i was talking with few guys in the chat room and this question came up about using the undercabent strip light it is low voltage type and what i did on one jobsite i did add a twistlock rep to advoid getting mixed up with straght blade devices and i did check the codes i know they dont allow it on straght blades on dimmer circuit but say noting about using twist lock.
if the code do show please do post it here
many thanks for your time
Merci , Marc
Pas de problme,il marche n'est-ce pas?"(No problem, it works doesn't it?)
(E) Dimmer Switches. General-use dimmer switches shall be used only to control permanently installed incandescent luminaires (lighting fixtures) unless listed for the control of other loads and installed accordingly.
I think it is Leviton that makes a special purpose outlet for this kind of application.
Bob Badger Construction & Maintenance Electrician Massachusetts
#61840 - 02/03/0608:01 AMRe: dimmer circuit on specal rep.
I ran into this issue a few months back when a customer wanted dimmable under cabinet lighting. 406.3(F) says that if you start changing voltages, frequencies, etc. you need to use a unique plug so that other devices can’t be used, for obvious reasons. My initial thought was to use a twist-lock or some other NEMA configuration that no one would ever find on a household appliance. I wasn’t too keen on that idea and a bit more investigating brought me to 404.14(E) says that dimmers can only be use for permanently installed fixtures unless listed otherwise.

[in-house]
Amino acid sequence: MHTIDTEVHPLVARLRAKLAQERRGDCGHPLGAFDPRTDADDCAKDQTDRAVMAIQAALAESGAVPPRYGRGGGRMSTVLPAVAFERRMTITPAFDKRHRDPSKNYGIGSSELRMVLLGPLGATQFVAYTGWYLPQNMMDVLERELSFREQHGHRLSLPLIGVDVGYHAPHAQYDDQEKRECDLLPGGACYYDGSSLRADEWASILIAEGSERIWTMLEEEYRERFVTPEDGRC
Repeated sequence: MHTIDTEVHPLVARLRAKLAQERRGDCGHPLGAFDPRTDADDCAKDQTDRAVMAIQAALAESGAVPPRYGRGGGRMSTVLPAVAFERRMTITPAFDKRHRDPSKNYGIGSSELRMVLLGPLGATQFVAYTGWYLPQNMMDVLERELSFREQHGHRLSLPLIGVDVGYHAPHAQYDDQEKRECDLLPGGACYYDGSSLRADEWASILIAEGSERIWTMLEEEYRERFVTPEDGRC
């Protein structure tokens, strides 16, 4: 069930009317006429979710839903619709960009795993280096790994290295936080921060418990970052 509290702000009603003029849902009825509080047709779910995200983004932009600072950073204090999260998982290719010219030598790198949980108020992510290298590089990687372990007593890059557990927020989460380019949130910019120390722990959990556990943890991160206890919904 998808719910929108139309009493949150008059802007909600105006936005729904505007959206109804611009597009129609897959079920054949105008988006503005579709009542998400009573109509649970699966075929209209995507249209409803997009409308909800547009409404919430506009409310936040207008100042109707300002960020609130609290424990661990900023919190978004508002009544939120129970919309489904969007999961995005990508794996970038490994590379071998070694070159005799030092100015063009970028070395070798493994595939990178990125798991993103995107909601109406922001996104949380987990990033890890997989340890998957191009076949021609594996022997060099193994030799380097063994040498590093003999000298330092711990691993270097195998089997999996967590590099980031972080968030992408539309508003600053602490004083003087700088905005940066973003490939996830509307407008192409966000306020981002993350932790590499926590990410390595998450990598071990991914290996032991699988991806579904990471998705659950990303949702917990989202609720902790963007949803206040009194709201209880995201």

The answer is comes from Lutron, which makes a dimmer/receptacle combo. The receptacle looks like your ordinary 5-20R but it has a little “bump” between the flat blades, which prevents use by anything but their plugs.
I've seen crystal chandeliers in a huge mansion plugged into (discreet) dimmer-controlled receptacles in a beamed ceiling... Granted, these were about 18' above the floor... Is that still a problem though?
#61843 - 02/08/0601:37 AMRe: dimmer circuit on specal rep.
The X-10, Insteon, and Radio-RA systems all have listed "lamp dimmers" that plug into a standard receptacle, have provide a receptacle for plugging in a standard lamp cord. There are also plug-in dimmers that are locally controlled. These all provide solutions for plug-in lamps. Although, I don't know if any are designed for low-voltage lighting--I suspect not. For that, I think you're pretty much stuck with the Lutron dimmer/receptacle setup if you need a listed and NEC-compliant solution. If the AHJ is OK with a common-sense approach, I'd think any low-voltage dimmer in conjunction with either a twist-lock or Lutron receptacle would be a safe way to do things.
On the other hand, for undercabinet strip lighting, my approach, if possible, would be to replace the plug-and-cord connected lights with hard-wired fixtures, thereby eliminating a whole host of issues.
[This message has been edited by SolarPowered (edited 02-08-2006).]